When I was at Fitbloggin’ I got to meet the cool people at PVbody. They were giving away some pretty nifty fitness duds, including this top which looked kinda silly on me…especially over my pajama top.
but pretty awesome on Junior.
Anyway, they have a great deal going, which reminds me of getting a weekly delivery of CSA veggies-in-a-box. You never know what you’re going to get, but it’s pretty awesome to be surprised. Instead, they send a beautifully wrapped package of workout clothes each month, for not much $$. You know how expensive workout duds can get, right?
I got my first box yesterday. I was jumping up and down. All pretty, wrapped in tissue paper, like a present.
I open it up and it’s a beautiful top! And some pants that looked, possibly, frighteningly too small. Oh well, it’s free returns/exchanges. These are seriously high-quality workout duds.
The bottoms are made by Nux. They are all scrunchy at the bottom (ruching?) and I feel a little dubious.
But I put them on, and …. woweee! They fit!
Mr. McBody came through after I tried them on and said, “O boy! What are you wearing?!?” Needless to say, he approved.🙂
They are comfy. They are nifty. I’m all excited! And I get another box next month??
So, this is the deal. You, too, can get a box of awesome workout clothes every month. I can vouch for the super high quality. They are worth about $150 per box, but you pay less than $40.ANNNNNND… as a friend/blog reader of yours truly, you can get an extra 20% off. How cool is that. You fill out a little quiz where you indicate your size, the kind of sport(s) you like to do (running/yoga/cycle etc), your favorite colors and styles. Then voila, they put together a box for you, and when it arrives at your house it’s like your birthday. But every month. If something doesn’t fit, it gets returned super easy and free. I was sure those pants were not going to fit me, but I was wrong.
I haven’t been a person who (knock wood) who has had a lot of trouble with sleep. I LOVE sleep and I haven’t generally had much trouble falling or staying asleep. Getting up has been another story.
Anyway- recently the good folks at WeGoHealth invited me to try out a couple of health related apps. I am, as many of you know, a real fan of gadgets and gizmos when it comes to monitoring my health and/or fitness. So I jumped at the chance. Several of the manufacturers and inventors were going to be at the Body 2.0 fair in San Francisco so I wanted to try them out before meeting them in person.
One of the apps that really caught my attention was an iPhone app called SleepTime. The idea is that you put the phone near your pillow, then the app monitors your deep sleep, light sleep and awake times. The deep (REM) sleep is really necessary for health. It’s when all the good renewal happens. BUT if you wake up during a REM period, it can be very disorienting and disruptive.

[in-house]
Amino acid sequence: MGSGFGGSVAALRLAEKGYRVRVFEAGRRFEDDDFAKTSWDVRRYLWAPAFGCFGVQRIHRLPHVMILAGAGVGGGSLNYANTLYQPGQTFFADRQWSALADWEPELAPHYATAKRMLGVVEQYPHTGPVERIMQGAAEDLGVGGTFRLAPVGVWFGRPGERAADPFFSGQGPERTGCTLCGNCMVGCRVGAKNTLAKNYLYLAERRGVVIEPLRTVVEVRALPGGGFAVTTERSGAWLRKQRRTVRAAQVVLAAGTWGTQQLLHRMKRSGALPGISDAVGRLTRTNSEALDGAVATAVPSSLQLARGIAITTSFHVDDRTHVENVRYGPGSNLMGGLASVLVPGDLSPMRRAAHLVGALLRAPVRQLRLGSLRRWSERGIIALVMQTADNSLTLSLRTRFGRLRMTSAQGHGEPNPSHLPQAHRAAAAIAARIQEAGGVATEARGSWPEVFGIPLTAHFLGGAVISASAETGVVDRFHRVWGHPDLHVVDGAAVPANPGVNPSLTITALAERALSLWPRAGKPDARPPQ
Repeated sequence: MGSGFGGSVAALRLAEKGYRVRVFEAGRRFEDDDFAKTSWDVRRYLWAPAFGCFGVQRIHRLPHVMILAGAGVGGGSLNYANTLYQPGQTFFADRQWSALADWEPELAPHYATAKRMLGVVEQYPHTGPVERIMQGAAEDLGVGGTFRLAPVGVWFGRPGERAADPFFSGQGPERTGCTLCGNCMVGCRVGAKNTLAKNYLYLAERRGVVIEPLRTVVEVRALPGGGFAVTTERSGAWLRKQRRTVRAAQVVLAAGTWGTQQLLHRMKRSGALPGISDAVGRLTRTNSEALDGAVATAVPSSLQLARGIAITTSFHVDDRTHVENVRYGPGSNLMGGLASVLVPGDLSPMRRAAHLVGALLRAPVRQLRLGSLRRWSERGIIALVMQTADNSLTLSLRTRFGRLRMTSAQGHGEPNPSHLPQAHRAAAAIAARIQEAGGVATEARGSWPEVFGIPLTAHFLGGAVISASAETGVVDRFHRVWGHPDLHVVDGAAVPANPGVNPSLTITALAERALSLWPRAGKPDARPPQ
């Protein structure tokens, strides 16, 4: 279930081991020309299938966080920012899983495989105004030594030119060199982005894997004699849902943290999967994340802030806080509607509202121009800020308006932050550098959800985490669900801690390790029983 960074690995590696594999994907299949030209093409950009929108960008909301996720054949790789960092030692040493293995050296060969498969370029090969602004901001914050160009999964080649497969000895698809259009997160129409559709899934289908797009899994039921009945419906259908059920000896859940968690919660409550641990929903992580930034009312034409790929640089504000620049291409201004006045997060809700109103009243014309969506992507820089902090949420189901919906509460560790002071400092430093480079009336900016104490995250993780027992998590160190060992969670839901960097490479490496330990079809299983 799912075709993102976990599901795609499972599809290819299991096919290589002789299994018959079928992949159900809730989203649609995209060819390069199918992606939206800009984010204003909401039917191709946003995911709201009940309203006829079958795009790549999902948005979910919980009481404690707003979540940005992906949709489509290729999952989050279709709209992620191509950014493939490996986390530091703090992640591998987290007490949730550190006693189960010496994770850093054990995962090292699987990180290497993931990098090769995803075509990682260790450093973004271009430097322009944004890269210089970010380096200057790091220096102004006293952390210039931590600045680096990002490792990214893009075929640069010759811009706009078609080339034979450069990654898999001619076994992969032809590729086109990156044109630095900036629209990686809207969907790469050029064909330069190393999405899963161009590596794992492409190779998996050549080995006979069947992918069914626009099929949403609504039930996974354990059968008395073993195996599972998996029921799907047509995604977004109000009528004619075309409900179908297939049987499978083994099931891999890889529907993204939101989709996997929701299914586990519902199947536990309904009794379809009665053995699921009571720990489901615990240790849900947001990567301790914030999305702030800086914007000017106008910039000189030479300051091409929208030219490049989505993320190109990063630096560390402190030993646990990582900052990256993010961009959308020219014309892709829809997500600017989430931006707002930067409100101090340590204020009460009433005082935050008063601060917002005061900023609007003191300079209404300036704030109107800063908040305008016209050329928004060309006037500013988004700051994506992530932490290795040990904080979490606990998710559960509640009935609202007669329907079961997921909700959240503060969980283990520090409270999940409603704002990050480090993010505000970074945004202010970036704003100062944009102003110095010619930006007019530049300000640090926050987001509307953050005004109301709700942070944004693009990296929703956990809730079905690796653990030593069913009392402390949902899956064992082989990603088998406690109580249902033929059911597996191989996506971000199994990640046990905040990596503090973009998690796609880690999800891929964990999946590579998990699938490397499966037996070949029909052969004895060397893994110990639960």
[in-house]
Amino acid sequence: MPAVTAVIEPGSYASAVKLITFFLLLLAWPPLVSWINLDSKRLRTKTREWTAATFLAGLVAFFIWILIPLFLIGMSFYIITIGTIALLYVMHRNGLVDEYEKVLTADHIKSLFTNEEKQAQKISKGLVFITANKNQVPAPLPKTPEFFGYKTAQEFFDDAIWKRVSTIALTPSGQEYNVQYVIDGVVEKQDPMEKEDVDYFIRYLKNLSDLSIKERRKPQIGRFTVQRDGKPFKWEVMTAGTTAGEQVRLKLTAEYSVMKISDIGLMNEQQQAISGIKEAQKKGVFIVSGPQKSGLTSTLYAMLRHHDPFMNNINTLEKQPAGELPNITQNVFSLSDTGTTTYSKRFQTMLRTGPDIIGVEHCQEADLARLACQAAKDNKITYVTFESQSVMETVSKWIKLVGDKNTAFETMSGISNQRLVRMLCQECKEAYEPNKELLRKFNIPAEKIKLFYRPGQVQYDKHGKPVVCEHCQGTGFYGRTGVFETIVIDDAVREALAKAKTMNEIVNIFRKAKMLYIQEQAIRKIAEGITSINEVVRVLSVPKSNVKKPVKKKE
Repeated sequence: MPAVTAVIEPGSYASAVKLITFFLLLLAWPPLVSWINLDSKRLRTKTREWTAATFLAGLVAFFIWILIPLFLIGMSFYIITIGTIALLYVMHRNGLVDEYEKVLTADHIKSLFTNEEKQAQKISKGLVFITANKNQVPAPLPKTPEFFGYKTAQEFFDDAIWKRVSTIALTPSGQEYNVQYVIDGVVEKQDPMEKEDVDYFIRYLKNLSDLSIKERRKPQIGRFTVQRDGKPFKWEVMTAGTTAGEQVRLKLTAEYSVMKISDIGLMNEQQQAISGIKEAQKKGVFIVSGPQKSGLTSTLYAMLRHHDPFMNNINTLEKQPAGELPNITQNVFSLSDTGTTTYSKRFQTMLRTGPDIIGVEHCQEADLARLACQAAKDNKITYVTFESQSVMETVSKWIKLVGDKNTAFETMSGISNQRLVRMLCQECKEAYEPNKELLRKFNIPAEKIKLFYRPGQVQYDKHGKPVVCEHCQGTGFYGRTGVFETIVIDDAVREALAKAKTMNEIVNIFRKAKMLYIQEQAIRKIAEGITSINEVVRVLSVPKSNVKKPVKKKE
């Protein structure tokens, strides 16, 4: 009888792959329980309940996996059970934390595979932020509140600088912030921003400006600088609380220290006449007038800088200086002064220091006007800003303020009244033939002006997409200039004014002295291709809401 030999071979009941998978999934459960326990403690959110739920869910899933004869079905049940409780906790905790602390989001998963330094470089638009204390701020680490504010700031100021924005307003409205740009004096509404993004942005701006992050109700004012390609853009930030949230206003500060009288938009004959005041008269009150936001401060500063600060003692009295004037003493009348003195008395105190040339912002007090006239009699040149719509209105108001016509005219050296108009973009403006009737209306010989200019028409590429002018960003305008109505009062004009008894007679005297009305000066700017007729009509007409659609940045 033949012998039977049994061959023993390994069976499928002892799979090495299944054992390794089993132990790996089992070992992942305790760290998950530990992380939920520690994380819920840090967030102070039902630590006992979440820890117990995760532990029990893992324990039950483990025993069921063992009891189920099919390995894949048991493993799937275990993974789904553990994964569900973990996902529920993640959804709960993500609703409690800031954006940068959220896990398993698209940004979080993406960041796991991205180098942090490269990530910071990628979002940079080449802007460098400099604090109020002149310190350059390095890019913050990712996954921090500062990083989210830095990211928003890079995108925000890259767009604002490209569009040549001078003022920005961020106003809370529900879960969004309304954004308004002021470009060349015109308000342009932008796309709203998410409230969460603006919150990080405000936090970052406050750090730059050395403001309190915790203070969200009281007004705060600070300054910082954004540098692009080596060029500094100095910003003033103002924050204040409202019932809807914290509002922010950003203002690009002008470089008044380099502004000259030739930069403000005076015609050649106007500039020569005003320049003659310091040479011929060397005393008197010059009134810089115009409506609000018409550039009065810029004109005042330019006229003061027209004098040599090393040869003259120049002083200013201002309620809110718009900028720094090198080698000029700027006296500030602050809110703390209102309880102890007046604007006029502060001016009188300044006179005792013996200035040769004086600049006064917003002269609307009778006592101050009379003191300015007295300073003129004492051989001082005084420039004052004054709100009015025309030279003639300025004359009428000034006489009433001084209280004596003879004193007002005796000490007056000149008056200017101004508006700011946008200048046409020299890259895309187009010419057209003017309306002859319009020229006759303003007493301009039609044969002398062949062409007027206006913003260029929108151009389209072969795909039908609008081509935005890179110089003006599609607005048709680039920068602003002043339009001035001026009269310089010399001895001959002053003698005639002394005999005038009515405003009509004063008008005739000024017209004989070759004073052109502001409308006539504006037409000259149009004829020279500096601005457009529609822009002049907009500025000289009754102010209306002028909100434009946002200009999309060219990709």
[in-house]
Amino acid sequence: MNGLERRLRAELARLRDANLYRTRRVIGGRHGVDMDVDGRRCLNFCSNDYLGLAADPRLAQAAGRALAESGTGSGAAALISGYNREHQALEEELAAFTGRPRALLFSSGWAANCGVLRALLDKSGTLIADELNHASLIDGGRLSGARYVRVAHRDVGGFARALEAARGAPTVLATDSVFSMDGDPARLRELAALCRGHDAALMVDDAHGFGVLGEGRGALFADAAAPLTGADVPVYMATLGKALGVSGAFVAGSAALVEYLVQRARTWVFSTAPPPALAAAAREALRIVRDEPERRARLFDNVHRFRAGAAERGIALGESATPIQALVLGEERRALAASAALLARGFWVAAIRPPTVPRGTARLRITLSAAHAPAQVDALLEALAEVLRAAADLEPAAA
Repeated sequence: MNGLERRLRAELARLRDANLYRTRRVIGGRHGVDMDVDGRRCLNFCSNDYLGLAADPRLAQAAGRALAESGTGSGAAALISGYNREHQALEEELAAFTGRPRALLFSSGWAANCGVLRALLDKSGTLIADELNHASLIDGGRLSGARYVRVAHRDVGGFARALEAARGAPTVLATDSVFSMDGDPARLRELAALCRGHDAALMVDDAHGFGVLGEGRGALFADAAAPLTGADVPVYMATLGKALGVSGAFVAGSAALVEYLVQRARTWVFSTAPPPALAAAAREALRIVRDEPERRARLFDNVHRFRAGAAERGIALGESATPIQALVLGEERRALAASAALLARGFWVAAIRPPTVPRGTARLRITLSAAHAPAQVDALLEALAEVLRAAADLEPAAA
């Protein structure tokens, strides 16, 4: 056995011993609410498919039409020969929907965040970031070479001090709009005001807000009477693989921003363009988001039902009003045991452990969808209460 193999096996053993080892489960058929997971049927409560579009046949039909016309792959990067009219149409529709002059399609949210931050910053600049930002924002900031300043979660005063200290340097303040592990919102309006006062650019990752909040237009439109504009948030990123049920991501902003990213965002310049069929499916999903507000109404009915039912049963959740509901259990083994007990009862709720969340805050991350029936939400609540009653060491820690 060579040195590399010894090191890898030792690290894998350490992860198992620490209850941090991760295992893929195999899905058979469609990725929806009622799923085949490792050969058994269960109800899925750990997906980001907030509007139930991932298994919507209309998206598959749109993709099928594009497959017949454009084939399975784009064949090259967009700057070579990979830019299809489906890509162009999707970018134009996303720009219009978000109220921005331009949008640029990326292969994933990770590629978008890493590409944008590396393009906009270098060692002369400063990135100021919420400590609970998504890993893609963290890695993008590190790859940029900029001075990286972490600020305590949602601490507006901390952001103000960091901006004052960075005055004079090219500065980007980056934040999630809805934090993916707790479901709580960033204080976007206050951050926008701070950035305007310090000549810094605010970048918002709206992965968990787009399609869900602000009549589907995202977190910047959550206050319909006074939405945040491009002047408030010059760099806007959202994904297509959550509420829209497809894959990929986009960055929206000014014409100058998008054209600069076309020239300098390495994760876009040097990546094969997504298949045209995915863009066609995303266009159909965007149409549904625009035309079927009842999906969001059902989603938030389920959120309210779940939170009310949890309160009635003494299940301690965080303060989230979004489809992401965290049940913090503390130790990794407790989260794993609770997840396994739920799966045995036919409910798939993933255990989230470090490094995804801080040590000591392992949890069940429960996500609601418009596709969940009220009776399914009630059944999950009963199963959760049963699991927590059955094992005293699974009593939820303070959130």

SleepTime keeps track of your various wake/sleep states, and makes it a goal of waking you up only from light sleep. So if, say, you want to get up at 7:00am, it will track your sleep and wake you up during your lightest phase between 6:30 and 7:00. I learned the hard way that it is MUCH better to get up at 6:30 during light sleep, than it is to wake up at 6:55 from REM sleep.
Pretty much every night for the past week, I’ve woken up (thanks to SleepTime) during light sleep. I’ve been exercising and eating well, and feeling alert and energetic. But one night I set my “window” too narrowly (I designated a 10 minute rather than a 30 minute window). The app did not have any choice but to wake me up during REM. WELL…
I woke up all emotionally jangled. I’d been in the depths of some disturbing, upsetting dream. I couldn’t fully “wake up” no matter how much coffee I had. I had had a full 8 hours so I should have felt rested, but I didn’t. In fact, I felt like crap all day. I made some truly horrible food choices, things I had not eaten in months/years. I chose not to exercise because I was just too exhausted. In fact, it was a total bust of a day until I went to bed again that night. What a wreck.
I was amazed to wake up from light sleep the next morning and feel 10000% better. That next day I made great food choices and worked out and generally felt awesome. It was like (no pun intended) night and day. I’m not kidding!
We all know that sleep deprivation – not enough sleep – can lead to stress, high blood pressure and weight gain from increased cortisol (stress hormone). I never thought I had an “issue” with sleep because I knew I slept “enough.” But it’s about quality, not just quantity.
I’ve been in touch with the folks at Azumio, Inc (who make the app). They also make some other nifty health apps called Instant Heart Rate, Stress Check and Stress Doctor (biofeedback to decrease stress – cool huh?). I will be reviewing those later on. Anyway, these apps are all free. I encourage you to download them and try them out. People who leave comments here after trying one of the free apps are eligible to get a code for an updated, more nifty version. Give them a try!
Popchips always has a great presence at Fitbloggin and this year they were out with their silly photo booth which was lots of fun. They also had many samples of their tasty new Tortilla Popchips (yum!) for us to try. I loved the Chili Limon ones.
Anyway, the generous Popchips people have offered up a CASE (12 packs!!) of these yummy snacks for one of my blog readers, as well as provided some delicious recipes to share that have particular “pairings” with the various new flavors.